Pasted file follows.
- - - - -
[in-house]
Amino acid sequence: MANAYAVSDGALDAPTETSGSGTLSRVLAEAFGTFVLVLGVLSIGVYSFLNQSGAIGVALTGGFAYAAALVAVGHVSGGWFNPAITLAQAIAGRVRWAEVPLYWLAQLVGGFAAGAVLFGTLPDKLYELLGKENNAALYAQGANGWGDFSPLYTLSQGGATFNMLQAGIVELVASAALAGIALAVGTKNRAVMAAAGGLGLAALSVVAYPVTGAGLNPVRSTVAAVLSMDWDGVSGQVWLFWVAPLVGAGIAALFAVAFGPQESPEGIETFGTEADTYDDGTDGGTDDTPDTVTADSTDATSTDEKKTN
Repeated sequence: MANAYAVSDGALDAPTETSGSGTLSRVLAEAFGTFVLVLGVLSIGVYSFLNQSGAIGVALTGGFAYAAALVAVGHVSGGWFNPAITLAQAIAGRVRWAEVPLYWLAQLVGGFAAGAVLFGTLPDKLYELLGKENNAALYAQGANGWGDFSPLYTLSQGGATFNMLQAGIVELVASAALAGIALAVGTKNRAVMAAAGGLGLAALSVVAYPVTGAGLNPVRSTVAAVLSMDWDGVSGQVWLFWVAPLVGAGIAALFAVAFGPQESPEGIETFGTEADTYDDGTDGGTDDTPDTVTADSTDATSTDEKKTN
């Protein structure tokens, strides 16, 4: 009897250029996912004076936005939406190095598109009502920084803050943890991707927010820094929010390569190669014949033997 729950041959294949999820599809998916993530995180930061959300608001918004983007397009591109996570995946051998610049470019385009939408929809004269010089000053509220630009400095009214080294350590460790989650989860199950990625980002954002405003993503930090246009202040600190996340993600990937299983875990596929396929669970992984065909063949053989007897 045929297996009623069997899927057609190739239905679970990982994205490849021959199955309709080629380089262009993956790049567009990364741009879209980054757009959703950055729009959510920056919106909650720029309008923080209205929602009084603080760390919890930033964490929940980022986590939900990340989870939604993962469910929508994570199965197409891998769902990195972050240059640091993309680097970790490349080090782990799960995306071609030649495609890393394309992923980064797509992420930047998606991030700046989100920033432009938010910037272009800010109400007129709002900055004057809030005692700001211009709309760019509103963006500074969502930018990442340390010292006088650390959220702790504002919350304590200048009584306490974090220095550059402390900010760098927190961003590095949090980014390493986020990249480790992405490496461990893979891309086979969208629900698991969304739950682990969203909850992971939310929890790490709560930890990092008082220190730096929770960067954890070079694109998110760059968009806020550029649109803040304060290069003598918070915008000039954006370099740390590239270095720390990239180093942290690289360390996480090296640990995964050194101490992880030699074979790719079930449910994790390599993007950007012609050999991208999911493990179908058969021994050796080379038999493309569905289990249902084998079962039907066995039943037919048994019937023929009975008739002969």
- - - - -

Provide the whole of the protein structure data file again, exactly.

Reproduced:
[in-house]
Amino acid sequence: MANAYAVSDGALDAPTETSGSGTLSRVLAEAFGTFVLVLGVLSIGVYSFLNQSGAIGVALTGGFAYAAALVAVGHVSGGWFNPAITLAQAIAGRVRWAEVPLYWLAQLVGGFAAGAVLFGTLPDKLYELLGKENNAALYAQGANGWGDFSPLYTLSQGGATFNMLQAGIVELVASAALAGIALAVGTKNRAVMAAAGGLGLAALSVVAYPVTGAGLNPVRSTVAAVLSMDWDGVSGQVWLFWVAPLVGAGIAALFAVAFGPQESPEGIETFGTEADTYDDGTDGGTDDTPDTVTADSTDATSTDEKKTN
Repeated sequence: MANAYAVSDGALDAPTETSGSGTLSRVLAEAFGTFVLVLGVLSIGVYSFLNQSGAIGVALTGGFAYAAALVAVGHVSGGWFNPAITLAQAIAGRVRWAEVPLYWLAQLVGGFAAGAVLFGTLPDKLYELLGKENNAALYAQGANGWGDFSPLYTLSQGGATFNMLQAGIVELVASAALAGIALAVGTKNRAVMAAAGGLGLAALSVVAYPVTGAGLNPVRSTVAAVLSMDWDGVSGQVWLFWVAPLVGAGIAALFAVAFGPQESPEGIETFGTEADTYDDGTDGGTDDTPDTVTADSTDATSTDEKKTN
């Protein structure tokens, strides 16, 4: 009897250029996912004076936005939406190095598109009502920084803050943890991707927010820094929010390569190669014949033997 729950041959294949999820599809998916993530995180930061959300608001918004983007397009591109996570995946051998610049470019385009939408929809004269010089000053509220630009400095009214080294350590460790989650989860199950990625980002954002405003993503930090246009202040600190996340993600990937299983875990596929396929669970992984065909063949053989007897 045929297996009623069997899927057609190739239905679970990982994205490849021959199955309709080629380089262009993956790049567009990364741009879209980054757009959703950055729009959510920056919106909650720029309008923080209205929602009084603080760390919890930033964490929940980022986590939900990340989870939604993962469910929508994570199965197409891998769902990195972050240059640091993309680097970790490349080090782990799960995306071609030649495609890393394309992923980064797509992420930047998606991030700046989100920033432009938010910037272009800010109400007129709002900055004057809030005692700001211009709309760019509103963006500074969502930018990442340390010292006088650390959220702790504002919350304590200048009584306490974090220095550059402390900010760098927190961003590095949090980014390493986020990249480790992405490496461990893979891309086979969208629900698991969304739950682990969203909850992971939310929890790490709560930890990092008082220190730096929770960067954890070079694109998110760059968009806020550029649109803040304060290069003598918070915008000039954006370099740390590239270095720390990239180093942290690289360390996480090296640990995964050194101490992880030699074979790719079930449910994790390599993007950007012609050999991208999911493990179908058969021994050796080379038999493309569905289990249902084998079962039907066995039943037919048994019937023929009975008739002969």